THE MALTESE FALCON, 1941
Directed by John Huston
Starring: Humphrey Bogart, Mary Astor, Peter Lorre, and Sydney Greenstreet
Review by Kitt McKenzie
Nominated for 3 OSCARS:
Best Actor in a Supporting Role, Sydney Greenstreet
Best Screenplay, John Huston
A mysterious young woman, Brigid O’Shaunessey, enters the office of Sam Spade and his partner Miles Archer. She needs them to find her sister who has apparently disappeared with a violent man named Floyd Thursby. Brigid is obviously afraid, and although Sam knows that she’s lying, Spade and Archer take the case. That night Miles is murdered and Sam appears to have the perfect motive – he was having an affair with his wife. With the cops on his back Sam is keen to get the real killer before he’s fingered for the crime. Hours later Thursby’s body turns up as well.
Eventually tracking down Brigid she demands Sam’s protection from the low-life’s who are threatening her. Sam being Sam takes the case and whatever payment, in cash or in kind, he can get. He knows he’s in deep when Joe Cairo tosses the Spade & Archer offices holding Sam at gunpoint and it’s at this point that Sam finds out about the Maltese Falcon for the first time. Cairo is working on behalf of Kasper Gutman and his odd little henchman Wilmer and Sam finds himself caught in the middle of a very dangerous game. Move provokes counter move and Sam finally finds himself in possession of the legendary solid gold bird but with the cops not far behind he has no time to waste. He still needs to find the person responsible for killing Miles.
‘The Maltese Falcon’ epitomises the best of film noir. It was the first film directed by the now legendary John Huston who also wrote the screenplay, for which he won an Oscar. In a world ruled by the morally ambiguous where no one is as innocent as they seem and everyone has something to hide. This film, like its source material, rubs our noses in the dirty underbelly of the world. An adulterer, a thief, a few more thieves, an unhinged psychopath and a megalomaniac should not make you feel this good but it does. ‘The Maltese Falcon’ takes you on ride that is thrilling and dangerous and intrinsically satisfying.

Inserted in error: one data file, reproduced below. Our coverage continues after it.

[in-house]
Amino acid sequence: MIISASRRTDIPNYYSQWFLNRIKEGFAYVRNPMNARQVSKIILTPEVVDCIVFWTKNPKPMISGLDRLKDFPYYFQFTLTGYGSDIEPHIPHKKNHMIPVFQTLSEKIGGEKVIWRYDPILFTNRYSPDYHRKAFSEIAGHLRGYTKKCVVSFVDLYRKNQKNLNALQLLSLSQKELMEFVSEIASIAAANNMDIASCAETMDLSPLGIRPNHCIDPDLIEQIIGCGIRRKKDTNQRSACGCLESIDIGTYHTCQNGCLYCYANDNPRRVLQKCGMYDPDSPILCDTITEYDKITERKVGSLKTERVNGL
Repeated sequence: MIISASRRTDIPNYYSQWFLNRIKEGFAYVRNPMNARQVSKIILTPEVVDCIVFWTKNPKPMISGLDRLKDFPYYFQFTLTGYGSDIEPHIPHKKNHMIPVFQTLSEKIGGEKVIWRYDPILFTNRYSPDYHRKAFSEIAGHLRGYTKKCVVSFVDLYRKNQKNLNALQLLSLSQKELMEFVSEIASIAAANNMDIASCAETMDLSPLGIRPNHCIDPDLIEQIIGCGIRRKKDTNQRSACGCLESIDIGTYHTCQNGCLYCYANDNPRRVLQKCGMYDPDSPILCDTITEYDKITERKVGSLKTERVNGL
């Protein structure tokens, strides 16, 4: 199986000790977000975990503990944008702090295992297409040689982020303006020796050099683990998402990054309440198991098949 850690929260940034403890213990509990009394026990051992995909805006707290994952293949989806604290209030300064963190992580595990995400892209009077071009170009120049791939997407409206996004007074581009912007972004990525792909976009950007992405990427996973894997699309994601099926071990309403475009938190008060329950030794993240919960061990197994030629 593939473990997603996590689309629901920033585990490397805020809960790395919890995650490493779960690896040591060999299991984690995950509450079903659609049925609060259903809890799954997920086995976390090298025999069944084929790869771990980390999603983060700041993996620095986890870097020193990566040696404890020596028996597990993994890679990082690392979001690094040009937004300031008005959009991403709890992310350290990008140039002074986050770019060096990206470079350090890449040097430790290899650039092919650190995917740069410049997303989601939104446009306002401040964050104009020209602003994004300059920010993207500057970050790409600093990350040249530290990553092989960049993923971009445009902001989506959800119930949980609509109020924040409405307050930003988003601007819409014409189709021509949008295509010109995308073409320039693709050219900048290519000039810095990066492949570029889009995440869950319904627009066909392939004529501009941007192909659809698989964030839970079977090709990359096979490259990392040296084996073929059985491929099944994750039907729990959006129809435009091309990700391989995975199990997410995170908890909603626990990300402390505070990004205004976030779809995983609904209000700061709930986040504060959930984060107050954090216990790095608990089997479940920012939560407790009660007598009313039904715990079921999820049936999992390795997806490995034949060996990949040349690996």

Humphrey Bogart embodies Sam Spade so well that this has become the definitive version of ‘The Maltese Falcon’. Few people realise that it was a remake of a film made ten years earlier. Bogart dominates this movie. It is his movie. Sam Spade is motivated by money and by self protection, he is incredibly selfish and yet as an audience we are carried along by him when it would be so easy to feel alienated by such a guy. This is wholly thanks to Bogart who with a small vocal inflection or glint in the eye makes us believe that there is a beating heart inside Sam Spade. It was an archetype that Bogart would return to time and again through out his career.
Mary Astor plays the woman. It is a performance that is by turns tearful and pathetic then manipulative and catty. In 1941 she would have been the worst kind of woman so it is interesting to note that Mary Astor went on to play the epitome of motherhood in the 1949 version of ‘Little Women’. Astor and Bogart play off each other perfectly driving the action forward through the love-hate relationship and the desperate need they both have to survive.
The rest of the supporting cast are just as good as Bogart. A young Peter Lorre and the marvellously rotund Sydney Greenstreet are a joy to watch as they ooze malicious greed.
Inevitably the film edges too far towards hysteria sometimes but it always recovers and this is a minor point within a film that otherwise is excellent.